+ It’s amazing how powerful an impact online life can have on even longstanding friendships. I saw that first-hand during a trip to Vegas a couple years ago: What Happens in Facebook…

2. Ain’t No Change in the Weather

Given the need for Senate approval, there’s basically no way that the U.S. could sign a global climate change treaty. So President Obama is working on an international “agreement” instead. The goal is to avoid another Kyoto, when the world signed a climate change treaty and the Senate rained on their parade.

3. Worth It?

After fifty days of fighting and a couple days of truce, Quartz takes a look at the latest cease-fire in Gaza, by the numbers.

+ MoJo reports on a game called Peacemaker that let’s you try to solve the Middle East conflict.

+ Freed American journalist Peter Theo Curtis thanks the “brave determined and big-hearted people” who helped save him.

+ The New Yorker’s George Packer: “Among the many reasons to mourn Foley’s death is the loss of his reporting, and of reporting in general, from Syria.”

+ Another reporter who was once kidnapped while reporting in Syria explains why it wasn’t worth it: “Now that he’s gone, I wish I could believe that such an extraordinary person died striving to inform an American public yearning to know the truth. It’s harder to accept what really happened, which is that he died while people eagerly formed opinions on his profession and the topics he covered without bothering to read the stories he put in front of them.”

4. All You Can Eat Buffett

Let’s see if we can gain any insight into Warren Buffett’s investment strategy by looking at some of the companies he’s invested in: Coke, See’s Candy, Burger King, Dairy Queen, Wrigley. You know you want it all. And so does Buffett.

+ Who’s in the office? NPR graphs the American workday.

5. From Startup to Neverending

The process usually goes like this. You start a tech company. You make a few million bucks. Then you realize that, hey, life is good and you’d like to live a little longer. Like forever. Former techie Dave Asprey explains: “I decided that I was just not going to die. That would be my next challenge.” (My next challenge is taking up squash.) FastCo takes you inside the quest to disrupt death.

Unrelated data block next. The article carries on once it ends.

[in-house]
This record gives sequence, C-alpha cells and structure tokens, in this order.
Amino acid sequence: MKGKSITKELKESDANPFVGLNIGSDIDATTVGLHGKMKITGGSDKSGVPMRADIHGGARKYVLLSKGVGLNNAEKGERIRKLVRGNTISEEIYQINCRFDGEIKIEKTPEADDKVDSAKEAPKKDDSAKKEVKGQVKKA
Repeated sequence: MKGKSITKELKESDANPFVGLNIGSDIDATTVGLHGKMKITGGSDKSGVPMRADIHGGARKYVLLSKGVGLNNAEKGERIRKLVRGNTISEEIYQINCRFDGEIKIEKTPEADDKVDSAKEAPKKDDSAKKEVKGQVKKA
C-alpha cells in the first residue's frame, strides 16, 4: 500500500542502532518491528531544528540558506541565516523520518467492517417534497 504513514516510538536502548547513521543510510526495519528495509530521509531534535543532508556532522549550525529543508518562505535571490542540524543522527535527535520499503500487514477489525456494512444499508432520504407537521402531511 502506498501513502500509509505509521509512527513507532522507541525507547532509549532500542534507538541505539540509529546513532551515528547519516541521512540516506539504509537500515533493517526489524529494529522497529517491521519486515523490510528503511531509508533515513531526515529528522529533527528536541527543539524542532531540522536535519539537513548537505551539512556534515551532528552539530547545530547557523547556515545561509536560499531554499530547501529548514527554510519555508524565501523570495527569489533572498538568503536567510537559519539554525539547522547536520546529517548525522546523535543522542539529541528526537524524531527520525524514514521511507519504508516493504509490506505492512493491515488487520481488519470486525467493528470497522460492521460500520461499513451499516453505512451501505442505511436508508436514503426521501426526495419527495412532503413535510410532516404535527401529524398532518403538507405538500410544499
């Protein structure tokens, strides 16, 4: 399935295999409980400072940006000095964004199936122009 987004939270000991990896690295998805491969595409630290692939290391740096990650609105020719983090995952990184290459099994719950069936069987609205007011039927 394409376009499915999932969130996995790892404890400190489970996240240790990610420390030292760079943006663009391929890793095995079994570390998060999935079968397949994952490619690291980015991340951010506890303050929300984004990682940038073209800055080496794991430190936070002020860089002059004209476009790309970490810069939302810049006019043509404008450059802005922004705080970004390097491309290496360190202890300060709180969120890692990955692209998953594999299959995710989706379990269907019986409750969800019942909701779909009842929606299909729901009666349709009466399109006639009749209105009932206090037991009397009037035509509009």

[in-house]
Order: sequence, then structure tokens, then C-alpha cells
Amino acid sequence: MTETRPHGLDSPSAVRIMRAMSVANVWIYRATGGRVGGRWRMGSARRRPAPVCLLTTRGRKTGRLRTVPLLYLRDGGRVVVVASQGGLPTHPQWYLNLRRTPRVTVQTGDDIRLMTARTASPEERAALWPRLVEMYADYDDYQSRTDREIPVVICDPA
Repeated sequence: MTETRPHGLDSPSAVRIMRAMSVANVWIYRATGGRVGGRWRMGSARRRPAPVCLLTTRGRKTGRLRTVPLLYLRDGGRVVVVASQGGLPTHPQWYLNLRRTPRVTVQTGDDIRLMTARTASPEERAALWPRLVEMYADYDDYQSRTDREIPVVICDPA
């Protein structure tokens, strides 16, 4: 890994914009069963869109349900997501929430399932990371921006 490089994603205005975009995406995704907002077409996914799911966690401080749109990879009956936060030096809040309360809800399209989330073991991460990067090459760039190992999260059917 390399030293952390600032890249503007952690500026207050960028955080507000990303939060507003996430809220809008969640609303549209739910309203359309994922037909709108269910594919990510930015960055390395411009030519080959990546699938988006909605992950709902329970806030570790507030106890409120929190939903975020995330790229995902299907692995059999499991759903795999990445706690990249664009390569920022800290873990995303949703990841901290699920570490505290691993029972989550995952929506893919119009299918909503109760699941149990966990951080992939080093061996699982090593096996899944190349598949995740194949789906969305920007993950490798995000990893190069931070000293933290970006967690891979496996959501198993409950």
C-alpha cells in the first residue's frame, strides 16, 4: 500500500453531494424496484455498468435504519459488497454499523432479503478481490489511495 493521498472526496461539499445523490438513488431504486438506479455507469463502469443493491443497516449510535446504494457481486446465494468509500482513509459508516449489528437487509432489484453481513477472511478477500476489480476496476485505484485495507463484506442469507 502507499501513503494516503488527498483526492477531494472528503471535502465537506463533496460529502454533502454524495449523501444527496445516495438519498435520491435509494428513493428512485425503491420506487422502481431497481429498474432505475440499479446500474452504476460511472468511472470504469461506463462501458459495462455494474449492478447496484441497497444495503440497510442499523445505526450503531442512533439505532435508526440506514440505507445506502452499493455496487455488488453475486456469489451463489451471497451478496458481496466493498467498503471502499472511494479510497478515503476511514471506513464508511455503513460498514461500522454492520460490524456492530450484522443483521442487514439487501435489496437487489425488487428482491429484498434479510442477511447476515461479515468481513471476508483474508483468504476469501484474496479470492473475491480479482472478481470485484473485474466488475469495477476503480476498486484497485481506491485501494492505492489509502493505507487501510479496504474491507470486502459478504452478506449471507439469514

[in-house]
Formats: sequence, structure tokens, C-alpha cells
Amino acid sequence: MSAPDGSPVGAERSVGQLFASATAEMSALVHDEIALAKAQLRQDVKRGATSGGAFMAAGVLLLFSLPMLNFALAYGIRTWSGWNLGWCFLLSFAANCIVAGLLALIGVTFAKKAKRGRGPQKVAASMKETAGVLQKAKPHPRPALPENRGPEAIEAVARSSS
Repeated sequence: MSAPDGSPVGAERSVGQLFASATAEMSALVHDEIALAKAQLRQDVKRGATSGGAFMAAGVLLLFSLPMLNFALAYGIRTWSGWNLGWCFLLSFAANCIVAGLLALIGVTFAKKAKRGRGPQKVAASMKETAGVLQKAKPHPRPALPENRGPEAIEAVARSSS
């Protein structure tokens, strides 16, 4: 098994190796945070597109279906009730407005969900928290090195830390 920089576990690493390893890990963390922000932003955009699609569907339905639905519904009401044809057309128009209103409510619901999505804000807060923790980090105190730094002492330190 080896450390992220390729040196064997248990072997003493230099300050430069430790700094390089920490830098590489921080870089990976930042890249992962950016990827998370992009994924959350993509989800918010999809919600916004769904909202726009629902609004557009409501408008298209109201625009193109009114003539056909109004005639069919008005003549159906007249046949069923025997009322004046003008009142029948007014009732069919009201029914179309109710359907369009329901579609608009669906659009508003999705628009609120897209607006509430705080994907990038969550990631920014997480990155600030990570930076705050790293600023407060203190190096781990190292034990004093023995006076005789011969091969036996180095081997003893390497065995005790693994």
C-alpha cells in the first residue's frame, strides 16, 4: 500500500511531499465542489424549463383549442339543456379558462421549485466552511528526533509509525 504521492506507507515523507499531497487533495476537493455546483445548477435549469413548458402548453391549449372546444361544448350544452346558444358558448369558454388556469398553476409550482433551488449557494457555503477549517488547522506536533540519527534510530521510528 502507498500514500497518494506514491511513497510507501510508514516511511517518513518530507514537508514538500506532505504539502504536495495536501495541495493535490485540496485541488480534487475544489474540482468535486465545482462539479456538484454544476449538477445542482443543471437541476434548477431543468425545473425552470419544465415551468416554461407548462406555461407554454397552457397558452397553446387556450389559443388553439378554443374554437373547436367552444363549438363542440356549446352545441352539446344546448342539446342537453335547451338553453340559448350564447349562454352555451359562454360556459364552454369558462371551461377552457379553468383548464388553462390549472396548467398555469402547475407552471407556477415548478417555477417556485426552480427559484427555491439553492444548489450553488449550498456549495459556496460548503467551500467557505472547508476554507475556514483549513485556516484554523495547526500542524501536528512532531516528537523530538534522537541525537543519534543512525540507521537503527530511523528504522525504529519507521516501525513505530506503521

+ Don’t trust today’s scientists and geeks to find the cure for death? Well, for a couple hundred grand, you can swap your blood for antifreeze and wait things out.

+ Computer modeling and bioengineering could be good for you in the long run. In the near term, it could be even better for those creatures who suffer the slings and arrows (and scalpels) of animal testing.

+ Five diseases that wearables are tackling.

+ You’re not old. It’s just that your blood is old. The latest research on young blood.

6. The Dread Carpet

Remember that story about the white movie producer who was detained and handcuffed on the way to an Emmy party because police thought he was a bank robber? Neither does anybody else. But that did happen to a black producer, which at this point, surprised exactly no one.

7. A Superego, an Id and an Ego Walk Into a Bar

“Clients follow her up a narrow staircase, past the bar and VIP lounge, to a third-floor office where they sit on an old-fashioned red couch that used to belong to Groucho Marx. Clowns gape from the walls. Through the floorboards rise the muffled sounds of jokes living and dying on the stage below.” Meet the psychologist who works out of an office at a comedy club to help comedians to keep laughing.

8. Grad School of Hard Knocks

“People often ask if jail is like Orange Is the New Black, but I see nothing similar in incarceration and entertainment. Every day in jail, you are belittled and berated.” Cecily McMillan explains how she went from grad school to prison.

9. Cutting to the Chase

“I had been talking with Chase for a few years when I finally asked him whether Tony was dead. We were in a tiny coffee shop, when, in the middle of a low-key chat about a writing problem I was having, I popped the question. Chase startled me by turning toward me and saying with sudden, explosive anger, ‘Why are we talking about this?’ I answered, ‘I’m just curious.’ And then, for whatever reason, he told me. And I will tell you. So keep reading.” Spoiler alert. Tony lived. But the ending was really all about your imagination.

10. The Bottom of the News

We started this edition by questioning the ability of the Internet to provide a panacea. Let’s end with a reminder of all that is great about this online world of ours with this remarkably enjoyable video: Is this the new iPhone 6?

+ Can you read these classic first lines of novels written in emojis?

+ ESPN felt the need to report on Michael Sam’s showering habits. One of his teammates summed up the response: “Dear ESPN, Everyone but you is over it.”

+ Zara decides to pull their recently released shirt that looks like a concentration camp uniform. (Next, they should design themselves a dunce cap.)

+ The GoPro dog harness has arrived.

+ Coming soon to reality TV: Sex Box: A show where people have sex in a box on TV, and then discuss it with an expert panel.

nextdraft

TIME animals

11 Lobster Facts That Will Leave You Shell-Shocked

A blue lobster caught by Jay LaPlante off Pine Point in Scarborough, Maine. Meghan LaPlante—AP

Yes, they can naturally be blue.